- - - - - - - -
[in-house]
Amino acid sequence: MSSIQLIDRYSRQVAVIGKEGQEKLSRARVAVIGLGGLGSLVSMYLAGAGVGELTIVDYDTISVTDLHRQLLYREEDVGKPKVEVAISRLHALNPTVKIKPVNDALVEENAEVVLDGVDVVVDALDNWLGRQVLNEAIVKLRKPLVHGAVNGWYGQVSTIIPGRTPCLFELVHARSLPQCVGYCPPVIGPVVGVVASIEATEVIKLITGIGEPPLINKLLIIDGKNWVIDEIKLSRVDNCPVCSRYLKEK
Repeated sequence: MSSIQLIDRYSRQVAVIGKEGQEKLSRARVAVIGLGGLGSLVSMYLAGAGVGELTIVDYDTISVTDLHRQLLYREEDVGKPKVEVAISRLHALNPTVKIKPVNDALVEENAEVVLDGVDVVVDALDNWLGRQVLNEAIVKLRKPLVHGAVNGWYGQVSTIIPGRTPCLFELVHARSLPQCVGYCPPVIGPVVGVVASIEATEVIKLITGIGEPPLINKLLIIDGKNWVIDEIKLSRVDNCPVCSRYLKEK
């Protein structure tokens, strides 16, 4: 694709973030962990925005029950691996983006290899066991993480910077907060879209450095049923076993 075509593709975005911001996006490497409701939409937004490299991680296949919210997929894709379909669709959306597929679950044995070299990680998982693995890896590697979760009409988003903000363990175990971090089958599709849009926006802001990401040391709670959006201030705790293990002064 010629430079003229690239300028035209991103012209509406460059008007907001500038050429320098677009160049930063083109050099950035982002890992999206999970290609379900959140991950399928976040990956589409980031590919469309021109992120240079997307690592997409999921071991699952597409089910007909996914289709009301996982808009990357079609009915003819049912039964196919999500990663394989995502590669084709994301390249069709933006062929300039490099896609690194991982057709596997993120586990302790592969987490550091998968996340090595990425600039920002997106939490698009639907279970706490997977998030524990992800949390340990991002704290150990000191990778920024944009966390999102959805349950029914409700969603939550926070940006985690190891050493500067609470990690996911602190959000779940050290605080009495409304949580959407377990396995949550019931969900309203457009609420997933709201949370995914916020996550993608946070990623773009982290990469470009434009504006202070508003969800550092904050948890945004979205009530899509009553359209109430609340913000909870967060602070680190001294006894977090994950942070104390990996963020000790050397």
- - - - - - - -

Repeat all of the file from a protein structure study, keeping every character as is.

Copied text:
[in-house]
Amino acid sequence: MSSIQLIDRYSRQVAVIGKEGQEKLSRARVAVIGLGGLGSLVSMYLAGAGVGELTIVDYDTISVTDLHRQLLYREEDVGKPKVEVAISRLHALNPTVKIKPVNDALVEENAEVVLDGVDVVVDALDNWLGRQVLNEAIVKLRKPLVHGAVNGWYGQVSTIIPGRTPCLFELVHARSLPQCVGYCPPVIGPVVGVVASIEATEVIKLITGIGEPPLINKLLIIDGKNWVIDEIKLSRVDNCPVCSRYLKEK
Repeated sequence: MSSIQLIDRYSRQVAVIGKEGQEKLSRARVAVIGLGGLGSLVSMYLAGAGVGELTIVDYDTISVTDLHRQLLYREEDVGKPKVEVAISRLHALNPTVKIKPVNDALVEENAEVVLDGVDVVVDALDNWLGRQVLNEAIVKLRKPLVHGAVNGWYGQVSTIIPGRTPCLFELVHARSLPQCVGYCPPVIGPVVGVVASIEATEVIKLITGIGEPPLINKLLIIDGKNWVIDEIKLSRVDNCPVCSRYLKEK
């Protein structure tokens, strides 16, 4: 694709973030962990925005029950691996983006290899066991993480910077907060879209450095049923076993 075509593709975005911001996006490497409701939409937004490299991680296949919210997929894709379909669709959306597929679950044995070299990680998982693995890896590697979760009409988003903000363990175990971090089958599709849009926006802001990401040391709670959006201030705790293990002064 010629430079003229690239300028035209991103012209509406460059008007907001500038050429320098677009160049930063083109050099950035982002890992999206999970290609379900959140991950399928976040990956589409980031590919469309021109992120240079997307690592997409999921071991699952597409089910007909996914289709009301996982808009990357079609009915003819049912039964196919999500990663394989995502590669084709994301390249069709933006062929300039490099896609690194991982057709596997993120586990302790592969987490550091998968996340090595990425600039920002997106939490698009639907279970706490997977998030524990992800949390340990991002704290150990000191990778920024944009966390999102959805349950029914409700969603939550926070940006985690190891050493500067609470990690996911602190959000779940050290605080009495409304949580959407377990396995949550019931969900309203457009609420997933709201949370995914916020996550993608946070990623773009982290990469470009434009504006202070508003969800550092904050948890945004979205009530899509009553359209109430609340913000909870967060602070680190001294006894977090994950942070104390990996963020000790050397």